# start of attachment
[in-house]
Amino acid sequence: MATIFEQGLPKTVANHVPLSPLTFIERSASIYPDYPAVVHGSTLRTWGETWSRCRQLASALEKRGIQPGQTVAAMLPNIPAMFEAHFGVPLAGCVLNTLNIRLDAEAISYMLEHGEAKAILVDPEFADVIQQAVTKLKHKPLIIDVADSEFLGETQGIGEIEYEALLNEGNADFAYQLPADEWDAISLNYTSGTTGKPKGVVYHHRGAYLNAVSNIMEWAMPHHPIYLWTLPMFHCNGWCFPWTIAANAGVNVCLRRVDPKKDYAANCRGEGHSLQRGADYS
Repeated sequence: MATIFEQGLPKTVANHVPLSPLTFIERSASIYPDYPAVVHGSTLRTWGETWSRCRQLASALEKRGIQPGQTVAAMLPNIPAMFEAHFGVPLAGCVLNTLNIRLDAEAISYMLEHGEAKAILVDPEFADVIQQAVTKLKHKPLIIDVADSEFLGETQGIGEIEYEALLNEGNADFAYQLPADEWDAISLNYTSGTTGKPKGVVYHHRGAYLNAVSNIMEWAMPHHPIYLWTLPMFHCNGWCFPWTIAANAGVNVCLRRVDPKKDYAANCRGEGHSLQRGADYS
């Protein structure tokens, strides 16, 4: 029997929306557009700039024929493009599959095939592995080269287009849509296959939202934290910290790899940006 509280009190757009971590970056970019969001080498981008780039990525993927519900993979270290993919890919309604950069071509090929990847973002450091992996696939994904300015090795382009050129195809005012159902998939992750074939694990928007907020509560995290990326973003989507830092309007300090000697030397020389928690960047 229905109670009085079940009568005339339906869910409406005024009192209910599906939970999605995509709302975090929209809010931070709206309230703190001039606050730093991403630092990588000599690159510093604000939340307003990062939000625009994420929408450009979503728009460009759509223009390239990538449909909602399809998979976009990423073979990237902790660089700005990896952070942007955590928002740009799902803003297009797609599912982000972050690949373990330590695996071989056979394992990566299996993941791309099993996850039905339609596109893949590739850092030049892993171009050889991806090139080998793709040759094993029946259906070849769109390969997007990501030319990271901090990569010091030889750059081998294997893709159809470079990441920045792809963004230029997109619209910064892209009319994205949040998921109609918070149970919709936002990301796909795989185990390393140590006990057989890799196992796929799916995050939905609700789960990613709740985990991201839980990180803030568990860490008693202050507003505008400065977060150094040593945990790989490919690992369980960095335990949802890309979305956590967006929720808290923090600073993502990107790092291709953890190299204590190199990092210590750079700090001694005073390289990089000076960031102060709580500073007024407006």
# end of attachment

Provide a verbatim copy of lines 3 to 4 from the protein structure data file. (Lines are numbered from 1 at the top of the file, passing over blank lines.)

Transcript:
Repeated sequence: MATIFEQGLPKTVANHVPLSPLTFIERSASIYPDYPAVVHGSTLRTWGETWSRCRQLASALEKRGIQPGQTVAAMLPNIPAMFEAHFGVPLAGCVLNTLNIRLDAEAISYMLEHGEAKAILVDPEFADVIQQAVTKLKHKPLIIDVADSEFLGETQGIGEIEYEALLNEGNADFAYQLPADEWDAISLNYTSGTTGKPKGVVYHHRGAYLNAVSNIMEWAMPHHPIYLWTLPMFHCNGWCFPWTIAANAGVNVCLRRVDPKKDYAANCRGEGHSLQRGADYS
């Protein structure tokens, strides 16, 4: 029997929306557009700039024929493009599959095939592995080269287009849509296959939202934290910290790899940006 509280009190757009971590970056970019969001080498981008780039990525993927519900993979270290993919890919309604950069071509090929990847973002450091992996696939994904300015090795382009050129195809005012159902998939992750074939694990928007907020509560995290990326973003989507830092309007300090000697030397020389928690960047 229905109670009085079940009568005339339906869910409406005024009192209910599906939970999605995509709302975090929209809010931070709206309230703190001039606050730093991403630092990588000599690159510093604000939340307003990062939000625009994420929408450009979503728009460009759509223009390239990538449909909602399809998979976009990423073979990237902790660089700005990896952070942007955590928002740009799902803003297009797609599912982000972050690949373990330590695996071989056979394992990566299996993941791309099993996850039905339609596109893949590739850092030049892993171009050889991806090139080998793709040759094993029946259906070849769109390969997007990501030319990271901090990569010091030889750059081998294997893709159809470079990441920045792809963004230029997109619209910064892209009319994205949040998921109609918070149970919709936002990301796909795989185990390393140590006990057989890799196992796929799916995050939905609700789960990613709740985990991201839980990180803030568990860490008693202050507003505008400065977060150094040593945990790989490919690992369980960095335990949802890309979305956590967006929720808290923090600073993502990107790092291709953890190299204590190199990092210590750079700090001694005073390289990089000076960031102060709580500073007024407006």